A Tree Grows in the Courtyard | The Medieval Garden Enclosed | The Metropolitan Museum of Art, New York:
"Visitors to The Cloisters may have spied the top of a large oak tree just above the wall at the postern gate entrance. This white oak grows in a courtyard enclosed by the ramparts, which also include maintenance passages, storage, an education workshop area, and garden workspaces.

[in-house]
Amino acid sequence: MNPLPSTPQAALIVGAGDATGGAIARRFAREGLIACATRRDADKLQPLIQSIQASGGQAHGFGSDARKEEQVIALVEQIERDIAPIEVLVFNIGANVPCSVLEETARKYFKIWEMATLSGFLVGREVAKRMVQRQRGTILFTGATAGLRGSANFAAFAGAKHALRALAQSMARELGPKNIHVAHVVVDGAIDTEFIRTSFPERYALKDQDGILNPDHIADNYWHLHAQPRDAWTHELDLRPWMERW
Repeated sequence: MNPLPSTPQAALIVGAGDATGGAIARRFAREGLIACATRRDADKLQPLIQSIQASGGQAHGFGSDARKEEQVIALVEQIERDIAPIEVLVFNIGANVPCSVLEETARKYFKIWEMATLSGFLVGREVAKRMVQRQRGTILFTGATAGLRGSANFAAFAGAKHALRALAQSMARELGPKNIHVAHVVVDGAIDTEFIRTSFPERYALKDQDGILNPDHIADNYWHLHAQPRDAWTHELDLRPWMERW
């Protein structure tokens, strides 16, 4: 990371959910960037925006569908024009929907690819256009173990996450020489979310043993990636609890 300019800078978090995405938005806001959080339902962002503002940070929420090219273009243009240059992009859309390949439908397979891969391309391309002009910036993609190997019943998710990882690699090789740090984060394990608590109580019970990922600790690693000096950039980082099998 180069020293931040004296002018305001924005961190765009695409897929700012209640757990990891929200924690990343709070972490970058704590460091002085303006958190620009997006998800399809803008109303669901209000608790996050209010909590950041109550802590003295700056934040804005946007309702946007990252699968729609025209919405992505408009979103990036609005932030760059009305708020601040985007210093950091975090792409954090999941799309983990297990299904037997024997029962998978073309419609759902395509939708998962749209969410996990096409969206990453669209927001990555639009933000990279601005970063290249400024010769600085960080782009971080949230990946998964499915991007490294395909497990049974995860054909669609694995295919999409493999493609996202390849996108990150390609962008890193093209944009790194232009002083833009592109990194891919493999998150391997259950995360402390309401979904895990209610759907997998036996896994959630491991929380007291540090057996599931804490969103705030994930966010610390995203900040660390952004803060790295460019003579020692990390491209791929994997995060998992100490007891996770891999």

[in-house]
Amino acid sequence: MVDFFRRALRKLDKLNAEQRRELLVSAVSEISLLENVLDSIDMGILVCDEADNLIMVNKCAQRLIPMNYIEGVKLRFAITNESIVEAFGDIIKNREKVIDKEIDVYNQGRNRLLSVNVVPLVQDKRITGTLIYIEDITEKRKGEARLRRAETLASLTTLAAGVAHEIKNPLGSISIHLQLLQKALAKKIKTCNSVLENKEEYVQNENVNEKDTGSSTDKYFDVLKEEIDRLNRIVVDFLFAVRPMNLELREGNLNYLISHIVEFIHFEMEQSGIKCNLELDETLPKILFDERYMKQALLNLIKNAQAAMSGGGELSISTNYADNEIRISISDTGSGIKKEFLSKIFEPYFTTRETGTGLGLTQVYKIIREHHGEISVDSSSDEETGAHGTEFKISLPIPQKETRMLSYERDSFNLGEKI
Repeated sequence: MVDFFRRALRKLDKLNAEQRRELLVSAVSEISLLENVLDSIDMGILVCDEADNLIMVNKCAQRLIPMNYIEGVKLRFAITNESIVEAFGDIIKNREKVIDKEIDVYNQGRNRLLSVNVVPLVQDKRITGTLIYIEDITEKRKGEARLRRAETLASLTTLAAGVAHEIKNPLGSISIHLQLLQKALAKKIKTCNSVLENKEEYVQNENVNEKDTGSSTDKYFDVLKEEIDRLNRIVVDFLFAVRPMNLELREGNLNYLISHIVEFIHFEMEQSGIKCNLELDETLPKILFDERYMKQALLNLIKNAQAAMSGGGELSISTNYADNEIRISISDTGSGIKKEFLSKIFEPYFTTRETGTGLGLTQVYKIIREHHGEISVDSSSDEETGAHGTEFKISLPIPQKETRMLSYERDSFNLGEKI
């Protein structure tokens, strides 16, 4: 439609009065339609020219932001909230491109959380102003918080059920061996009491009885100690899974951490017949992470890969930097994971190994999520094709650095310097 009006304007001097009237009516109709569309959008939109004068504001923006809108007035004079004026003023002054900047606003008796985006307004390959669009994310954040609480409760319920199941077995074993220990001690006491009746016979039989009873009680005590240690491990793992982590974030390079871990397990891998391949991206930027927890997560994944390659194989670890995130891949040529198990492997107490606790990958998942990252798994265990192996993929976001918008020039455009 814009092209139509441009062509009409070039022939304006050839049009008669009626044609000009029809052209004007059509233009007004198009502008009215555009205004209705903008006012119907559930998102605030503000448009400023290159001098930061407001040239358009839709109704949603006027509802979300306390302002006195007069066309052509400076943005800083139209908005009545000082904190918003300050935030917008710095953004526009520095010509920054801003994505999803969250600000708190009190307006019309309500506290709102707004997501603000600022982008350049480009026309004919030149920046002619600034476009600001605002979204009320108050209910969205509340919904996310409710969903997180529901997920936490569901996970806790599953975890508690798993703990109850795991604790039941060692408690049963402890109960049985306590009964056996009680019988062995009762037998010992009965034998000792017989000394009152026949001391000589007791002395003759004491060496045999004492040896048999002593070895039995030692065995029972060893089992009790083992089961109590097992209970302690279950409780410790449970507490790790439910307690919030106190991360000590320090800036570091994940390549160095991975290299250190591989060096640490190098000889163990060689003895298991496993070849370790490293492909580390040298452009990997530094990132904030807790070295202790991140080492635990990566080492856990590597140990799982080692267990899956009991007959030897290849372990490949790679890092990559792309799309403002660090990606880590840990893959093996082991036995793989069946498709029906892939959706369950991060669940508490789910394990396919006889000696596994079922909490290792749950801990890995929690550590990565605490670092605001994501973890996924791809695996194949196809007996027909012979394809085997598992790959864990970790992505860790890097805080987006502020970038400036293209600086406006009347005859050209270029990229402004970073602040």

Quercus alba, the white oak, is a common and long-lived North American hardwood. The bark gives the tree its name, though it is usually light gray rather than white. Oak timber is water resistant, strong, elastic, and dense, qualities that have led to a multitude of uses ranging from shipbuilding to supports for panel paintings (see “The Garden in Heraldry: The Great Oak of the Forest,” December 8, 2011). In addition to its timber, the oak’s bark is used in cork making, in tanning, and as a dyestuff. It also has several medicinal applications."